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fordfixer
04-05-2009, 01:36 AM
On the Steelers: An 18-game season could hurt a lot if you're a player
The question: How much is added risk and pain worth?
Sunday, April 05, 2009
By Ed Bouchette, Pittsburgh Post-Gazette

http://www.post-gazette.com/pg/09095/960685-66.stm

The NFL is determined to kill its golden goose and apparently will stop at nothing to do so.

The latest evidence is the league's eagerness to extend the regular season to 18 games, which would push the Super Bowl into mid-February. The public reasons given, of course, are for the enjoyment and fairness of the "fans" but the real intent is to milk it for all the money it can get.

If they extend the regular season to 18 games they will shorten the exhibition season from four games to two. They'll get two more real games at the expense of two practice games. And since teams charge the same price for tickets to exhibition games as they do real games, fans should love it. And what's wrong with extending the season of the most popular sport in America? Not to mention, playoff games now will extend into television's February sweeps month. The networks -- and local TV stations that have programs and pepper local news around football -- can't wait (although there is a disadvantage for local TV stations, such as KDKA, which make money producing and broadcasting most preseason games).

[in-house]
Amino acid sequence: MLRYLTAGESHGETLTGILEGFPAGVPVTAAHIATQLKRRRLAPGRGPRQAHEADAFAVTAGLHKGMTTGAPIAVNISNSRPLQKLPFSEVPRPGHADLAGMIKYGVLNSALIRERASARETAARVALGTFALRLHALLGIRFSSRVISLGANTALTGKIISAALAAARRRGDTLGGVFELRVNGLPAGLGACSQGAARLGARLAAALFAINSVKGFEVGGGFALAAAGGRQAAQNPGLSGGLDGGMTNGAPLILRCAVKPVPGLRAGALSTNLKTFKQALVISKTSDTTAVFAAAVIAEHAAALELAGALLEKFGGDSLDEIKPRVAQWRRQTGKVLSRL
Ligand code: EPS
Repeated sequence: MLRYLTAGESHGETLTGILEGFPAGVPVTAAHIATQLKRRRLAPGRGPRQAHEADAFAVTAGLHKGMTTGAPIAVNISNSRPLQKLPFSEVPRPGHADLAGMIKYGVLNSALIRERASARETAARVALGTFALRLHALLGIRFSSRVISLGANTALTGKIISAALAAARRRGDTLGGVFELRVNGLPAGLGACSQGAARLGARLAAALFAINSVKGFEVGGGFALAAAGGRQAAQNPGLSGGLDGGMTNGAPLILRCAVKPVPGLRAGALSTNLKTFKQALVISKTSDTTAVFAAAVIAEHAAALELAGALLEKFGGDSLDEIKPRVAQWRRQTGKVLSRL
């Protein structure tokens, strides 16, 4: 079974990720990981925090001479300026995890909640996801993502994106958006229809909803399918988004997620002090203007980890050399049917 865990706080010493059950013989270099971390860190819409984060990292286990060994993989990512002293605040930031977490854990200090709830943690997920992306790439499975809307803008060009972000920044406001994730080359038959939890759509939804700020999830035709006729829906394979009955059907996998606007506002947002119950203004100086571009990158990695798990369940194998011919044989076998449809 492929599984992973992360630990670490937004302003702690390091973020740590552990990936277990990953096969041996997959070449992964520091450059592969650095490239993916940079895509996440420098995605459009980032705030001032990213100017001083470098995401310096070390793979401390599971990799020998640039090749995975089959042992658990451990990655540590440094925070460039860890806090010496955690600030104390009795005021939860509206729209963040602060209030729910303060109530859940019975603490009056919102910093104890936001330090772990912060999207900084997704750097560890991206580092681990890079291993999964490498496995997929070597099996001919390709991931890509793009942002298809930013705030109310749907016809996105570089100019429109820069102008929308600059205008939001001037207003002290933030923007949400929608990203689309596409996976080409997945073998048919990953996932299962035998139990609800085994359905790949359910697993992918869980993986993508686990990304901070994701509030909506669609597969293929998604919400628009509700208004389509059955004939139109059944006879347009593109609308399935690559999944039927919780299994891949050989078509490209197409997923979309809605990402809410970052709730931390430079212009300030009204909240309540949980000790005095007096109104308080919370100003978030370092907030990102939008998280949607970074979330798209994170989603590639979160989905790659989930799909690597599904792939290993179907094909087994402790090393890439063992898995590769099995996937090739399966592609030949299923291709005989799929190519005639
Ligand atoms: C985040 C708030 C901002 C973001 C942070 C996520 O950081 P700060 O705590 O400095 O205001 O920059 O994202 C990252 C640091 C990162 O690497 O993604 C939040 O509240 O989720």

The networks will provide more money for the rights fees to the season. Thus, extending the season is really for the money, not the fans.

There's nothing wrong with making money; that's why they call it professionalfootball. But let's examine the downside of the 18-game schedule.

NFL owners approved more rules at their meetings last month to continue to promote player safety. That issue has been at the forefront of many rules, fines and emphasis by the league office for quite some time. Yet, extending the season by two more real games will put the players in more danger on many levels.

The reasoning by proponents of the expanded schedule is that they really are not expanding the schedule. They call it a 20-game schedule now, with 16 regular-season games and four exhibition games. All they are doing, they note, is making an adjustment by taking two exhibition games and turning them into regular-season games.

Again, that looks good on paper but starters play only a fraction of four preseason games. They play maybe two series in the first game, a little more in the second, a little more than half a game in the third and hardly at all in the fourth.

In an 18-game schedule, starters would play 18 full games. And with only two exhibition games to prepare for the bloated regular season, coaches will want to play their starters more often to get their team ready in the shorter preseason for the start of the regular season.

So, for the average starter who plays 16 games and perhaps one full preseason game, he now must play nearly 20 full games. Not only does that add to the players' risk -- think Ben Roethlisberger as a sack target for two or three more full games -- it adds to their wear and tear as the season drones on.